"If my son or my daughter come over and they want to ride then I’d hop on, or if I had to get on and grab a cow from next door, but other than that I don’t really want to."

He thinks a bit then reframes that thought.

"It’s something I want to do, but it’s something I want to do down the track when I’m more organised," Rick says. "I also want to have someone here with me for a week or two, so I can do it every day instead of doing it once in a blue moon.

"I think if I did it every day for a week or two, then I would know if I really want to do it or not."

Rick’s wife Sally remembers his first time back on a horse just months after the accident.

"He first hopped on when we were still down in Brisbane, which was only two-and-a-bit months after the accident," she says. "They laid the horse down, and he hopped up out of his wheelchair onto the horse and rode around.

"And he thought he was doing really well, until he sort of ... fell forwards because he couldn’t feel his legs. He was all cocky until that happened," Sally jokes.

Rick explains: "It’s because I’ve got no legs; that’s what makes it hard. I used to just push the horse along with my body but it’s not there now so I can’t feel it."

Just six years earlier he suffered another serious accident on a bucking horse, being left with a split pelvis after hitting the horn of his western saddle.

Rick does see a lighter side to the two injuries.

"I’ve got a plate in here with screws in it, and now I have two rods in my back that are screwed in (from the recent accident)," Rick says, signalling to his pelvis and back.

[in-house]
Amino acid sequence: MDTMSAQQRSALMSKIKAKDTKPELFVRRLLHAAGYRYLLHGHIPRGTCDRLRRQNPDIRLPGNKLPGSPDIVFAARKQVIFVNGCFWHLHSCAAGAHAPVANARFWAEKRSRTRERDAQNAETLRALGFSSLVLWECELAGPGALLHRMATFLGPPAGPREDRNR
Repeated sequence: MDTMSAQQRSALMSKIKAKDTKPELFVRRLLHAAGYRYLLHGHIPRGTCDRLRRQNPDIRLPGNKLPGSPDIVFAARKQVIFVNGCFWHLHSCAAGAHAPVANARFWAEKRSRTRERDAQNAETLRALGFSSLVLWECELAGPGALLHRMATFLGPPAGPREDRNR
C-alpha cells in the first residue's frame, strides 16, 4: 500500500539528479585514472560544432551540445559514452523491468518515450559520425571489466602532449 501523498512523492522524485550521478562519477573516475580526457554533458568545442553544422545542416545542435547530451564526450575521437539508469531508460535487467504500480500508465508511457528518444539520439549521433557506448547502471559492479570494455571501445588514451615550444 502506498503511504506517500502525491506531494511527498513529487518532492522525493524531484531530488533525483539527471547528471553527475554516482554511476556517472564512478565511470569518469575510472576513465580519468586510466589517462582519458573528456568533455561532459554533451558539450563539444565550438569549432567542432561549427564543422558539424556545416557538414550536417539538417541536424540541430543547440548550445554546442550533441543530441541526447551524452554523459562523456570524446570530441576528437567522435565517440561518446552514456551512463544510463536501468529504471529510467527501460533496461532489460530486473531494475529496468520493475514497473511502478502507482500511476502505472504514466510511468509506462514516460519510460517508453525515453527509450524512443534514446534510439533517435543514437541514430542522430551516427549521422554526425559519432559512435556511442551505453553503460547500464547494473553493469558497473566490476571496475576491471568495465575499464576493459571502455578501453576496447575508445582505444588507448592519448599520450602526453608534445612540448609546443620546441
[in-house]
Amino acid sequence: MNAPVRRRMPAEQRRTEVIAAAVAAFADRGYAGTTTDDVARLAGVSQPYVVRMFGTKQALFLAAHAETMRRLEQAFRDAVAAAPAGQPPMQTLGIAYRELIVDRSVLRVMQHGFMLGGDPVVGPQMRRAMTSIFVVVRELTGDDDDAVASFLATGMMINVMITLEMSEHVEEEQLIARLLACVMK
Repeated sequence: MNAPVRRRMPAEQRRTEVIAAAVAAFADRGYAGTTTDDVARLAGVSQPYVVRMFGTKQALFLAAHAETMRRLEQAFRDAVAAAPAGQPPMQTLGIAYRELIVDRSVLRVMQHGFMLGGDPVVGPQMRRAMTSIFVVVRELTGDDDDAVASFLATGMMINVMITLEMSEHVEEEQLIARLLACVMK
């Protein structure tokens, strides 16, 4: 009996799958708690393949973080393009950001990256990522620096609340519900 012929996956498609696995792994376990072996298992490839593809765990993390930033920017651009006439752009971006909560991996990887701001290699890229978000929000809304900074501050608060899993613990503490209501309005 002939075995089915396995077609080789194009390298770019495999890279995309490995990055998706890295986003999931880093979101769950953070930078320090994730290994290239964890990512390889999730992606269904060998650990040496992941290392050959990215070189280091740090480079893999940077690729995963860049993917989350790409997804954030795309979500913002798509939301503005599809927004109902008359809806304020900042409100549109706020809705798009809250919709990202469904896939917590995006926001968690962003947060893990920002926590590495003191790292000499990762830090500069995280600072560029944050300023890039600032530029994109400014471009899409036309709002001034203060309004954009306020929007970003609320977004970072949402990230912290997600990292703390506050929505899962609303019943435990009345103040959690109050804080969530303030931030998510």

"So I’ve got a bulbar and a towbar."

Dog by his side, Rick gives us a tour of his round yard (background) and tack room
Dog by his side, Rick gives us a tour of his round yard (background) and tack room 

Back to work

The Queensland government’s Back to Work program has been a key factor in helping the Seeds roll back into everyday life.

"They have been very helpful," Rick says. "They helped in funding my wheelchairs, these boots I’m wearing, the saddle and the Action Trackstander."

Back to Work also sourced the special electric gates that are scattered around the property and that Rick is able to open with a remote control that hangs around his neck.

The new solar pump on the Seeds’ bore system is also thanks to Back to Work.

Rick’s heavily modified Kubota UTV
Rick’s heavily modified Kubota UTV is his primary mode of transport around the farm

Stand and deliver

Rick’s all-terrain Action Trackstander is truly one of a kind. It has tank-like tracks and the ability to bring Seeds into a standing position. This allows Rick to work his horses upright, as he would have done prior to his accident.

It is one intimidating-looking bit of gear and resembles something the army would use, but Rick jokes that it isn’t all it seems.

"It’s a bloody good thing but it’s not as tough as it looks," he says. "It’s a little bit slow for working with horses and cattle; if it just had a bit more go it would be good."

The US-made wheelchair is popular with outdoor users; paraplegic hunters commonly use it. It’s powered by two 12V batteries which, much to Rick’s dismay, give it a top speed just shy of 5km/h. It is joystick controlled and highly customisable.

It’s been one year since the accident, and Rick is keen to thank the many people who have worked to get him where he is today. From the doctors and surgeons of the Princess Alexandra Hospital, to the Back to Work staff and the endless number of family and people who have sent support and love his way in a time of need, Seeds has one person he cannot thank enough: his wife, Sally.

Rick is by no way a soppy man; he’s a country bloke with a knack for hard work and no fuss. But when asked how much Sally has done for him over this past year, it is obvious he is stuck for words.

"She’s done everything for me," he says, smiling at her.

Rick and his wife Sally
Rick and his super-supportive wife Sally